Do confectionery decorations remind you of when you were young? They do me and though they are basically tasteless, it wouldn't be Christmas without them. I'll not bore you with the encyclopedic history of the dragee - just a few facts I gleaned. Though dragee is from the french, the Greek term is tragemata, meaning sweet treats and they date back centuries. Who knew? The classic form are Jordan almonds. Throwing out these sweet treats at special occasions and weddings meant to ensure happiness, good luck, prosperity and fertility. Multi-colored paper confetti is now usually the replacement.
Silver dragees have long been used for pastry decorations. Gold, copper, rainbow and pearlescent colors are now available. The USDA says the silver dragee is inedible. Early in the 20th century, they contained mercury though they don't now. They were even banned for sale for a time.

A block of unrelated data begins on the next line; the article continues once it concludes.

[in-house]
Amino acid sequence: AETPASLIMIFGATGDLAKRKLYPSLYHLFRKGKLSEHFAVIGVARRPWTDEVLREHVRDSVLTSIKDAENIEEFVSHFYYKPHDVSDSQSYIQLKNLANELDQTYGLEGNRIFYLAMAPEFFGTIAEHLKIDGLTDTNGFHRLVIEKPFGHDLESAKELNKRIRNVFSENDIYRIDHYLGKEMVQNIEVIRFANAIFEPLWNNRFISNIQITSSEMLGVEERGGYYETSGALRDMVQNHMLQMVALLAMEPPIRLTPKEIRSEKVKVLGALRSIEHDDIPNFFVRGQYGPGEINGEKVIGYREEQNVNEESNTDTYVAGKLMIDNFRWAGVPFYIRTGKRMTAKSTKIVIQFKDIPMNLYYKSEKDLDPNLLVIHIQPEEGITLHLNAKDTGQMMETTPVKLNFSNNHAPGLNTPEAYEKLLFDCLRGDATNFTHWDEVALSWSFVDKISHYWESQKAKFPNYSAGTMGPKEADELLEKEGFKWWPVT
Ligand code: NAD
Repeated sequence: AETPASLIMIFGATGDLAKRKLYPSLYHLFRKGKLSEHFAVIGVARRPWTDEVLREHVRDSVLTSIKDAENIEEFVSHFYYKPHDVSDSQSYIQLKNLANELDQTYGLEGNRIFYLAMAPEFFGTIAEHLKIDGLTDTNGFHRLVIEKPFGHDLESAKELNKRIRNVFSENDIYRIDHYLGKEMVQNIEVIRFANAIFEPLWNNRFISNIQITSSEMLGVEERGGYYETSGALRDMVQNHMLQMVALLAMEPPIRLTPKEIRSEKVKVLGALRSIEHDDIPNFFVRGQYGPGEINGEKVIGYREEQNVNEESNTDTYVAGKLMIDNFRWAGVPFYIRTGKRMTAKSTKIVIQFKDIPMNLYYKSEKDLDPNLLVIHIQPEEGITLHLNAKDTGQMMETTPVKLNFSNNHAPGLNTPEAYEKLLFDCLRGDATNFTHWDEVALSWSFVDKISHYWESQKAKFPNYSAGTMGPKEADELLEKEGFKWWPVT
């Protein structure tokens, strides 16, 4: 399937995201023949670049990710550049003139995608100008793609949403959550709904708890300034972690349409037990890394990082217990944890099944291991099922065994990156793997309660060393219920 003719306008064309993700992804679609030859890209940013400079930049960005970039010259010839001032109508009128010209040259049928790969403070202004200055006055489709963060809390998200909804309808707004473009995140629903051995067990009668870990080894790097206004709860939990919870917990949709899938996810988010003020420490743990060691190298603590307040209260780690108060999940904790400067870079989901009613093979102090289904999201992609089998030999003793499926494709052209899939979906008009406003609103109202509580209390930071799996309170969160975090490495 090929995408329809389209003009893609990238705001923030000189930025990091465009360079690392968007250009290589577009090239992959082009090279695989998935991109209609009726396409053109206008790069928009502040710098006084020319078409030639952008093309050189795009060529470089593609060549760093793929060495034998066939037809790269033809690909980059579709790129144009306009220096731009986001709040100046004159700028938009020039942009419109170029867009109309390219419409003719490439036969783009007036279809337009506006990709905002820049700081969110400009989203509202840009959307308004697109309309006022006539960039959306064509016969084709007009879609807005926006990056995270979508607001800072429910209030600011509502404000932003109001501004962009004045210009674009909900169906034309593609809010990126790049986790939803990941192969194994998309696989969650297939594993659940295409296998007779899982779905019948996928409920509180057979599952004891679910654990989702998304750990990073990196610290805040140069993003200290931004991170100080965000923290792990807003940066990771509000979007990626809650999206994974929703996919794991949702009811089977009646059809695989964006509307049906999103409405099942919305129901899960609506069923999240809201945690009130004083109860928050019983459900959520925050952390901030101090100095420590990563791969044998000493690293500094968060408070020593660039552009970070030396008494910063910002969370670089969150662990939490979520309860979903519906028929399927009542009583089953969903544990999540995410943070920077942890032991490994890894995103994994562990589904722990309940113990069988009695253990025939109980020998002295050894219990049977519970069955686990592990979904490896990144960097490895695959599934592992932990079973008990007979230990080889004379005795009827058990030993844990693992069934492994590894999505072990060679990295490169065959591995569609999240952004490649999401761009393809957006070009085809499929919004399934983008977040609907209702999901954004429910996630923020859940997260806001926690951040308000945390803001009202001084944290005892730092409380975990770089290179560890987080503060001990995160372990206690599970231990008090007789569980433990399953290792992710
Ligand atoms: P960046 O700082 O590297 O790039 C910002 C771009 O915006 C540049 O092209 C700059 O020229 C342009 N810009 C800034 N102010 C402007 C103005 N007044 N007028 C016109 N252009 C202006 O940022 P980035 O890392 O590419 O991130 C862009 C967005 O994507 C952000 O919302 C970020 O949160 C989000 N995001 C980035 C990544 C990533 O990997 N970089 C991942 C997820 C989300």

What to do with them? Well, decorate iced sugar cookies for the holidays. Type in sugar cookie in the upper left hand corner for my recipe. I used to sell these at a tea room and have had many compliments. They are really good and great for the holidays as you gather together or gift your friends. And, you can make and ice them ahead of time. They freeze wonderfully.